>> >> >
>> >> > IEEE Certified Software Development Professional
>> >> >
>> >> > http://www.javaspecialists.eu
>> >> >
>> >> > Tel: +30 69 72 850 460
>> >> >
>> >> > Skype: kabutz
>> >> >
>> >> > On 11/17/11 12:53 PM, Roman Elizarov wrote:
>> >> >
>> >> > The downside is that it fuels the use of sun.misc.Unsafe by 3rd party
>> >> > programmer. Every day there are more and more blogs explaining
>> >> advantages of
>> >> > Unsafe to the average programmer. I’ve just recently reposted
>> >> one of those
>> >> > for the Russian programmers community.
>> >> >
>> >> >
>> >> >
>> >> > Are there any concrete plans (say for Java 8) to bring the
>> >> performance of
>> >> > **Updater classes on par with Unsafe (maybe by improving
>> >> HotSpot, so that it
>> >> > can eliminate all the extra checks and compile **Updater method into
>> the
>> >> > same code as produced by direct use of Unsafe)? Shall we
>> >> continue to rely on
>> >> > Unsafe for Java 8 and beyond or get ready for its eventual
>> >> elimination from
>> >> > our codebase?
>> >> >
>> >> >
>> >> >
>> >> > Sincerely,
>> >> >
>> >> > Roman Elizarov
>> >> >
>> >> >
>> >> >
>> >> > From: concurrency-interest-bounces at cs.oswego.edu
>> >> > [mailto:concurrency-interest-bounces at cs.oswego.edu] On Behalf Of
>> Martin
>> >> > Buchholz
>> >> > Sent: Thursday, November 17, 2011 3:45 AM
>> >> > To: Dr Heinz M. Kabutz
>> >> > Cc: concurrency-interest
>> >> > Subject: Re: [concurrency-interest] AtomicReferenceFieldUpdater
>> >> vs Unsafe
>> >> >
>> >> >
>> >> >
>> >> >
>> >> >
>> >> > On Wed, Nov 16, 2011 at 13:37, Dr Heinz M. Kabutz
>> >> <heinz at javaspecialists.eu>
>> >> > wrote:
>> >> >
>> >> > In Java 6, classes like ConcurrentLinkedQueue and
>> >> SynchronousQueue used the
>> >> > AtomicReferenceFieldUpdater to update the next, head, etc. fields.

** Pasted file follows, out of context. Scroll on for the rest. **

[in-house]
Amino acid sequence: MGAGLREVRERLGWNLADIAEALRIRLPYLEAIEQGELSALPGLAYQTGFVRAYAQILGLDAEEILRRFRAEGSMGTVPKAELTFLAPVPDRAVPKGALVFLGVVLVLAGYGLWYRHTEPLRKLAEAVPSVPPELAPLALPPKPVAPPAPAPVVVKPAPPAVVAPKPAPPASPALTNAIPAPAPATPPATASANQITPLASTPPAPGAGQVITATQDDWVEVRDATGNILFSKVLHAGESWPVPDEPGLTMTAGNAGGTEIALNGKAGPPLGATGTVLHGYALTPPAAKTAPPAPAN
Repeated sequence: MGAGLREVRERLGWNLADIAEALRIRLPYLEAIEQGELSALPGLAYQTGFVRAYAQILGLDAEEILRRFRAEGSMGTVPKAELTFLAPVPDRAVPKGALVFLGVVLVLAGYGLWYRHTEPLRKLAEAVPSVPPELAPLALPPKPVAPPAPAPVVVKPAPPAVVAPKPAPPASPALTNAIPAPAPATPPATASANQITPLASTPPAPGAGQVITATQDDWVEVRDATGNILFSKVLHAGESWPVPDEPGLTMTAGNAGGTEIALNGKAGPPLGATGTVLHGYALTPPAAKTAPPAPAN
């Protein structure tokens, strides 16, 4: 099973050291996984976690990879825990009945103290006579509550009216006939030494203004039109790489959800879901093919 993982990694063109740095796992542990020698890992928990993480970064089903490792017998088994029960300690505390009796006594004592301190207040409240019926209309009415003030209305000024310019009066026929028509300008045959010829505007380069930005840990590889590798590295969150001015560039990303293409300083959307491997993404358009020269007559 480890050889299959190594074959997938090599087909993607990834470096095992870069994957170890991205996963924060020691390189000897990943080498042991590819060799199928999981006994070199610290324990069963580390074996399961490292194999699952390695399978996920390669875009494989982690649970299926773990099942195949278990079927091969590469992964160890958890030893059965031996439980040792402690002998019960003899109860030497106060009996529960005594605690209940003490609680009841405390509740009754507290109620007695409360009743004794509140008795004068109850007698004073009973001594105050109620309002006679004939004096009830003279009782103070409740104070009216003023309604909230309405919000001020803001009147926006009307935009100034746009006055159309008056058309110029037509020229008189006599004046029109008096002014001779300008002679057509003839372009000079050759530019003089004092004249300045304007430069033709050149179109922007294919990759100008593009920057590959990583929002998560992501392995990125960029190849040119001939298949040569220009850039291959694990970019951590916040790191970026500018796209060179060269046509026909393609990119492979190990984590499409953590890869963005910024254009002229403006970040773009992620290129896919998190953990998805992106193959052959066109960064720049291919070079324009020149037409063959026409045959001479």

>> >> >
>> >> > In Java 7, this was changed to instead use
>> Unsafe.compareAndSwapObject()
>> >> > directly.
>> >> >
>> >> > The AtomicReferenceFieldUpdater does a bunch of error checking
>> >> every time it
>> >> > is called, like this:
>> >> >
>> >> >           if (obj == null || obj.getClass() != tclass || cclass
>> >> != null ||
>> >> >               (update != null && vclass != null &&
>> >> >                vclass != update.getClass()))
>> >> >               updateCheck(obj, update);
>> >> >           return unsafe.compareAndSwapObject(obj, offset,
>> >> expect, update);
>> >> >
>> >> > My thinking is that the programmers changing ConcurrentLinkedQueue
>> et al
>> >> > probably wanted to improve the performance by not having to do all
>> that
>> >> > checking every time it is called.  The
>> >> Unsafe.compareAndSwapObject() method
>> >> > is probably compiled to a single CPU instruction.
>> >> >
>> >> > Is that correct?
>> >> >
>> >> > Yes.
>> >> >
>> >> >
>> >> >
>> >> > Is there any other reason for this change?
>> >> >
>> >> > The previous way was more principled, in the manner of "eat your own
>> >> > dogfood".  Maybe we've become just a tiny bit less principled.
>> >> >
>> >> > _______________________________________________
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>> >> >
>> >> >
>> >>
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>> >
>>
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-- 
Viktor Klang

Akka Tech Lead
Typesafe <http://www.typesafe.com/> - Enterprise-Grade Scala from the
Experts